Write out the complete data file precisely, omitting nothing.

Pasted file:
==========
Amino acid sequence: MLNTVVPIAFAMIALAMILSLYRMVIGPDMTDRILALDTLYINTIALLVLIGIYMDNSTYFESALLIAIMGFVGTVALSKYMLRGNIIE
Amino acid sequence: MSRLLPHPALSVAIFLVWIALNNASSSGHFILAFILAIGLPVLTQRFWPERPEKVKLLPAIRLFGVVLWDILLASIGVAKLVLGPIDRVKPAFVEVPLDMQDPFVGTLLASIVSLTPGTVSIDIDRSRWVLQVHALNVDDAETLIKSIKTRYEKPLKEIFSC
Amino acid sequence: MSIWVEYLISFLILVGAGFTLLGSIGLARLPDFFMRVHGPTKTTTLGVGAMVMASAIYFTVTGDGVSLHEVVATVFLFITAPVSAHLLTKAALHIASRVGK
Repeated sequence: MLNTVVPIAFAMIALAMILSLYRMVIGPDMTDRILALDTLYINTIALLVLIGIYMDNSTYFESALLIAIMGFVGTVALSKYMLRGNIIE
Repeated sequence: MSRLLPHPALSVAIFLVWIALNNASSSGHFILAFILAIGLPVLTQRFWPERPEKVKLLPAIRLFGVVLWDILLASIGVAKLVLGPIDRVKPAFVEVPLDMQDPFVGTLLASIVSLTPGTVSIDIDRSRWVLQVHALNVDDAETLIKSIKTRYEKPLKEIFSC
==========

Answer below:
Amino acid sequence: MLNTVVPIAFAMIALAMILSLYRMVIGPDMTDRILALDTLYINTIALLVLIGIYMDNSTYFESALLIAIMGFVGTVALSKYMLRGNIIE
Amino acid sequence: MSRLLPHPALSVAIFLVWIALNNASSSGHFILAFILAIGLPVLTQRFWPERPEKVKLLPAIRLFGVVLWDILLASIGVAKLVLGPIDRVKPAFVEVPLDMQDPFVGTLLASIVSLTPGTVSIDIDRSRWVLQVHALNVDDAETLIKSIKTRYEKPLKEIFSC
Amino acid sequence: MSIWVEYLISFLILVGAGFTLLGSIGLARLPDFFMRVHGPTKTTTLGVGAMVMASAIYFTVTGDGVSLHEVVATVFLFITAPVSAHLLTKAALHIASRVGK
Repeated sequence: MLNTVVPIAFAMIALAMILSLYRMVIGPDMTDRILALDTLYINTIALLVLIGIYMDNSTYFESALLIAIMGFVGTVALSKYMLRGNIIE
Repeated sequence: MSRLLPHPALSVAIFLVWIALNNASSSGHFILAFILAIGLPVLTQRFWPERPEKVKLLPAIRLFGVVLWDILLASIGVAKLVLGPIDRVKPAFVEVPLDMQDPFVGTLLASIVSLTPGTVSIDIDRSRWVLQVHALNVDDAETLIKSIKTRYEKPLKEIFSC